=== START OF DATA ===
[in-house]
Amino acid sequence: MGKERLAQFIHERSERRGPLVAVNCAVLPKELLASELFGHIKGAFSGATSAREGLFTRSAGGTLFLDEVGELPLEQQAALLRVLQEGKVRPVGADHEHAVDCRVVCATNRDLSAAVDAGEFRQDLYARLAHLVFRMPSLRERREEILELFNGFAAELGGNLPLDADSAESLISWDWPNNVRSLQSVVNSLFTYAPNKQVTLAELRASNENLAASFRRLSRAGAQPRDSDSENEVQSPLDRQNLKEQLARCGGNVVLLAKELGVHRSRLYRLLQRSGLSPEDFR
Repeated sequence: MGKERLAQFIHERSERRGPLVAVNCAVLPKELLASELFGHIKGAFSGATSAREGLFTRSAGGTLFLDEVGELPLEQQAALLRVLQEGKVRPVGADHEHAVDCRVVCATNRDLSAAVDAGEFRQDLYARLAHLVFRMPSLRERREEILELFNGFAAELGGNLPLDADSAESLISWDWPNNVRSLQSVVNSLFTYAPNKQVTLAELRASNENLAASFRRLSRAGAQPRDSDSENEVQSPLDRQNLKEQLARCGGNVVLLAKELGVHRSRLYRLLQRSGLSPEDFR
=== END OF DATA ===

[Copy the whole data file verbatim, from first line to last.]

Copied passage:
[in-house]
Amino acid sequence: MGKERLAQFIHERSERRGPLVAVNCAVLPKELLASELFGHIKGAFSGATSAREGLFTRSAGGTLFLDEVGELPLEQQAALLRVLQEGKVRPVGADHEHAVDCRVVCATNRDLSAAVDAGEFRQDLYARLAHLVFRMPSLRERREEILELFNGFAAELGGNLPLDADSAESLISWDWPNNVRSLQSVVNSLFTYAPNKQVTLAELRASNENLAASFRRLSRAGAQPRDSDSENEVQSPLDRQNLKEQLARCGGNVVLLAKELGVHRSRLYRLLQRSGLSPEDFR
Repeated sequence: MGKERLAQFIHERSERRGPLVAVNCAVLPKELLASELFGHIKGAFSGATSAREGLFTRSAGGTLFLDEVGELPLEQQAALLRVLQEGKVRPVGADHEHAVDCRVVCATNRDLSAAVDAGEFRQDLYARLAHLVFRMPSLRERREEILELFNGFAAELGGNLPLDADSAESLISWDWPNNVRSLQSVVNSLFTYAPNKQVTLAELRASNENLAASFRRLSRAGAQPRDSDSENEVQSPLDRQNLKEQLARCGGNVVLLAKELGVHRSRLYRLLQRSGLSPEDFR